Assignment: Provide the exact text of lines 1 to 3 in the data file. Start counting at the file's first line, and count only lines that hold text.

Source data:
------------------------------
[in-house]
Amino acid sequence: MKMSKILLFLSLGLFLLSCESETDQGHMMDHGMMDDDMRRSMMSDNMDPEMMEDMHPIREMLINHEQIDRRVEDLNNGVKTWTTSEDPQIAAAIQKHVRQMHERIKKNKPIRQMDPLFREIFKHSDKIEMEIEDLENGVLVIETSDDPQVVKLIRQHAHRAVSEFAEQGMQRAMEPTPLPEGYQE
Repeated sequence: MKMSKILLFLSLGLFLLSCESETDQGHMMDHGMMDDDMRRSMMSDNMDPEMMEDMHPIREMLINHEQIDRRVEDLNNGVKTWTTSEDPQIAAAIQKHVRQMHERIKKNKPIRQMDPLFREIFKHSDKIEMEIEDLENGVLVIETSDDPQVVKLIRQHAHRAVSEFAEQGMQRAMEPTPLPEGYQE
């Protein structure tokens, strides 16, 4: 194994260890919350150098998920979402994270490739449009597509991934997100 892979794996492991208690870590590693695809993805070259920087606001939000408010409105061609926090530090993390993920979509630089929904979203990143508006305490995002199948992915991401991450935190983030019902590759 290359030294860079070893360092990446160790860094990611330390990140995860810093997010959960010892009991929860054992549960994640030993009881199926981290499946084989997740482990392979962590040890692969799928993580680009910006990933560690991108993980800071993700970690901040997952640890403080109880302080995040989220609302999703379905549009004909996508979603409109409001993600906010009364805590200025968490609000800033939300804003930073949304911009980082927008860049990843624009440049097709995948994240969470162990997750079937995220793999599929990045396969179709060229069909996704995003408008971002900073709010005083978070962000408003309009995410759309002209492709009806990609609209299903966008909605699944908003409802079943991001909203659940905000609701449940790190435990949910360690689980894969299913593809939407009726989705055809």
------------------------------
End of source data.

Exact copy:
[in-house]
Amino acid sequence: MKMSKILLFLSLGLFLLSCESETDQGHMMDHGMMDDDMRRSMMSDNMDPEMMEDMHPIREMLINHEQIDRRVEDLNNGVKTWTTSEDPQIAAAIQKHVRQMHERIKKNKPIRQMDPLFREIFKHSDKIEMEIEDLENGVLVIETSDDPQVVKLIRQHAHRAVSEFAEQGMQRAMEPTPLPEGYQE
Repeated sequence: MKMSKILLFLSLGLFLLSCESETDQGHMMDHGMMDDDMRRSMMSDNMDPEMMEDMHPIREMLINHEQIDRRVEDLNNGVKTWTTSEDPQIAAAIQKHVRQMHERIKKNKPIRQMDPLFREIFKHSDKIEMEIEDLENGVLVIETSDDPQVVKLIRQHAHRAVSEFAEQGMQRAMEPTPLPEGYQE